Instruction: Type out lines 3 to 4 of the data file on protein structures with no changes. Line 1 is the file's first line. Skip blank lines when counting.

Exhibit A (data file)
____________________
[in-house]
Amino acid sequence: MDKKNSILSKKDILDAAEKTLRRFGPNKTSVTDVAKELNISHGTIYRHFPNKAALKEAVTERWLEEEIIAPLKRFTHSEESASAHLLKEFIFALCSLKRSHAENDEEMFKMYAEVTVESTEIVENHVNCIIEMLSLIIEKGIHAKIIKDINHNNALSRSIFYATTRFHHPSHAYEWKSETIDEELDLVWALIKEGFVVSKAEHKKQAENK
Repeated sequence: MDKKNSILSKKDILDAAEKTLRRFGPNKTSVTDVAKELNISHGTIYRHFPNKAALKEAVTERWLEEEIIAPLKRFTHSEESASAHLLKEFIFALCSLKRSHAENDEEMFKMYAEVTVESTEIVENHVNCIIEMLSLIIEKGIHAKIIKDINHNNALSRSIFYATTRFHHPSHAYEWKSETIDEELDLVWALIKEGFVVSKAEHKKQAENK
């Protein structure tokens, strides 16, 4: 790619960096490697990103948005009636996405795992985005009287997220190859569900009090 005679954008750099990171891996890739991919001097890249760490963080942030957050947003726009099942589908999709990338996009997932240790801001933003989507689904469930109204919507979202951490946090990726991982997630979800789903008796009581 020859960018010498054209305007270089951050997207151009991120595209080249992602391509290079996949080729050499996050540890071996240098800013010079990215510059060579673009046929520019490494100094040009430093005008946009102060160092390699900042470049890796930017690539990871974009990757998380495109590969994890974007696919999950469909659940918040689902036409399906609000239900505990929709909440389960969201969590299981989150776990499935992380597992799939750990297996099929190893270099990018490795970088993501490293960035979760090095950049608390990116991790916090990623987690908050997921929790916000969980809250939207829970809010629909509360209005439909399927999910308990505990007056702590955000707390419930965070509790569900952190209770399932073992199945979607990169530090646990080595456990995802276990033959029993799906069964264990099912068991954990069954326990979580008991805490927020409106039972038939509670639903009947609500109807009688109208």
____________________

Repeated sequence: MDKKNSILSKKDILDAAEKTLRRFGPNKTSVTDVAKELNISHGTIYRHFPNKAALKEAVTERWLEEEIIAPLKRFTHSEESASAHLLKEFIFALCSLKRSHAENDEEMFKMYAEVTVESTEIVENHVNCIIEMLSLIIEKGIHAKIIKDINHNNALSRSIFYATTRFHHPSHAYEWKSETIDEELDLVWALIKEGFVVSKAEHKKQAENK
């Protein structure tokens, strides 16, 4: 790619960096490697990103948005009636996405795992985005009287997220190859569900009090 005679954008750099990171891996890739991919001097890249760490963080942030957050947003726009099942589908999709990338996009997932240790801001933003989507689904469930109204919507979202951490946090990726991982997630979800789903008796009581 020859960018010498054209305007270089951050997207151009991120595209080249992602391509290079996949080729050499996050540890071996240098800013010079990215510059060579673009046929520019490494100094040009430093005008946009102060160092390699900042470049890796930017690539990871974009990757998380495109590969994890974007696919999950469909659940918040689902036409399906609000239900505990929709909440389960969201969590299981989150776990499935992380597992799939750990297996099929190893270099990018490795970088993501490293960035979760090095950049608390990116991790916090990623987690908050997921929790916000969980809250939207829970809010629909509360209005439909399927999910308990505990007056702590955000707390419930965070509790569900952190209770399932073992199945979607990169530090646990080595456990995802276990033959029993799906069964264990099912068991954990069954326990979580008991805490927020409106039972038939509670639903009947609500109807009688109208």